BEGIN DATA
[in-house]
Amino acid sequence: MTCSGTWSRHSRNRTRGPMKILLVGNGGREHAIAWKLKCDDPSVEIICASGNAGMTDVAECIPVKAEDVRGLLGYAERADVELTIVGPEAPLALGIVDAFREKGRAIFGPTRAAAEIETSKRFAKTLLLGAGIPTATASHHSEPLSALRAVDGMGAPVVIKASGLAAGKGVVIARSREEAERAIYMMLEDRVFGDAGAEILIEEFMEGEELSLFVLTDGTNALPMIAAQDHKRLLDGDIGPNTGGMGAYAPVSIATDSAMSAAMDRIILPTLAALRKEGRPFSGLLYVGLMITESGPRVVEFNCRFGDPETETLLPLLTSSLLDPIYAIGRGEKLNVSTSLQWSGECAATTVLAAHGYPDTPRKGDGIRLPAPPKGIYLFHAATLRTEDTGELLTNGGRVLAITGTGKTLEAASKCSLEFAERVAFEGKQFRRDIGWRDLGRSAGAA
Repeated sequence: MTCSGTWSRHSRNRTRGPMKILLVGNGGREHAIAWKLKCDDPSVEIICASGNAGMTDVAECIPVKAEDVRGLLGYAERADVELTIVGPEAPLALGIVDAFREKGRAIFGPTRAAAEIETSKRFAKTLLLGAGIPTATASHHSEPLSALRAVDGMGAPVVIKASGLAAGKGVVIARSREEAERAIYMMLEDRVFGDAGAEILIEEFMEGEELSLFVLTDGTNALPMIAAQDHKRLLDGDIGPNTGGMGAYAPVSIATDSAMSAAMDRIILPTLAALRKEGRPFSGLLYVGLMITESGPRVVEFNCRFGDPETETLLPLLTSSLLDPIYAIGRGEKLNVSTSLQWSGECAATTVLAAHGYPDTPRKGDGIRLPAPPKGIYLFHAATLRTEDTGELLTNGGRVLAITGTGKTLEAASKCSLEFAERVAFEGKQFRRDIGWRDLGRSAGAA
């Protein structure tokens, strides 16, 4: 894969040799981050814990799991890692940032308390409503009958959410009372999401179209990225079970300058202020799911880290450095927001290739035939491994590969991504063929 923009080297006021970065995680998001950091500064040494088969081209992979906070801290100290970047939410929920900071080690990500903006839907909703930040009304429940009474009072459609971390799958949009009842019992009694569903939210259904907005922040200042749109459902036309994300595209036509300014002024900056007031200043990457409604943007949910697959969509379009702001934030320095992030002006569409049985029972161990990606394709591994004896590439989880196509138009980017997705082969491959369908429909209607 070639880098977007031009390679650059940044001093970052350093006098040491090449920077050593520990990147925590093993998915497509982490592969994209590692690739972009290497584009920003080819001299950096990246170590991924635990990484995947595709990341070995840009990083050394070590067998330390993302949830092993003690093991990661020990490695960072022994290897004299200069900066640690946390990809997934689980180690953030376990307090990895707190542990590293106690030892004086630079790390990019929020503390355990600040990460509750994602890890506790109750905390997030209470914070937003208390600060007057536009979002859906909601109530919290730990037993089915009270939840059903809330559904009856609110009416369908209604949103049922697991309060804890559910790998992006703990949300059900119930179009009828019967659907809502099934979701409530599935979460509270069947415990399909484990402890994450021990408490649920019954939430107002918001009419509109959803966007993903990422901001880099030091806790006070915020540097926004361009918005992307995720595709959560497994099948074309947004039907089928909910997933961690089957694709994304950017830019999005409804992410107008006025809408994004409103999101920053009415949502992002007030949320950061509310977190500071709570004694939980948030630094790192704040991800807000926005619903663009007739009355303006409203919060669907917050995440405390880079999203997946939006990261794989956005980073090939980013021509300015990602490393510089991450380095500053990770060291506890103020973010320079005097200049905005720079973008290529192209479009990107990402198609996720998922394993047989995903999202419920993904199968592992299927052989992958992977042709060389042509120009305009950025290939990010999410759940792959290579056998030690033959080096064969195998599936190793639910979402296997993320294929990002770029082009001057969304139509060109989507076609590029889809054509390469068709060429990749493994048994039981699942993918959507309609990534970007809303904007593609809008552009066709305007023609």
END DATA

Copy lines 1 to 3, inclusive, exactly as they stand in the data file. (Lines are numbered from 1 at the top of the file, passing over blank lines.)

[in-house]
Amino acid sequence: MTCSGTWSRHSRNRTRGPMKILLVGNGGREHAIAWKLKCDDPSVEIICASGNAGMTDVAECIPVKAEDVRGLLGYAERADVELTIVGPEAPLALGIVDAFREKGRAIFGPTRAAAEIETSKRFAKTLLLGAGIPTATASHHSEPLSALRAVDGMGAPVVIKASGLAAGKGVVIARSREEAERAIYMMLEDRVFGDAGAEILIEEFMEGEELSLFVLTDGTNALPMIAAQDHKRLLDGDIGPNTGGMGAYAPVSIATDSAMSAAMDRIILPTLAALRKEGRPFSGLLYVGLMITESGPRVVEFNCRFGDPETETLLPLLTSSLLDPIYAIGRGEKLNVSTSLQWSGECAATTVLAAHGYPDTPRKGDGIRLPAPPKGIYLFHAATLRTEDTGELLTNGGRVLAITGTGKTLEAASKCSLEFAERVAFEGKQFRRDIGWRDLGRSAGAA
Repeated sequence: MTCSGTWSRHSRNRTRGPMKILLVGNGGREHAIAWKLKCDDPSVEIICASGNAGMTDVAECIPVKAEDVRGLLGYAERADVELTIVGPEAPLALGIVDAFREKGRAIFGPTRAAAEIETSKRFAKTLLLGAGIPTATASHHSEPLSALRAVDGMGAPVVIKASGLAAGKGVVIARSREEAERAIYMMLEDRVFGDAGAEILIEEFMEGEELSLFVLTDGTNALPMIAAQDHKRLLDGDIGPNTGGMGAYAPVSIATDSAMSAAMDRIILPTLAALRKEGRPFSGLLYVGLMITESGPRVVEFNCRFGDPETETLLPLLTSSLLDPIYAIGRGEKLNVSTSLQWSGECAATTVLAAHGYPDTPRKGDGIRLPAPPKGIYLFHAATLRTEDTGELLTNGGRVLAITGTGKTLEAASKCSLEFAERVAFEGKQFRRDIGWRDLGRSAGAA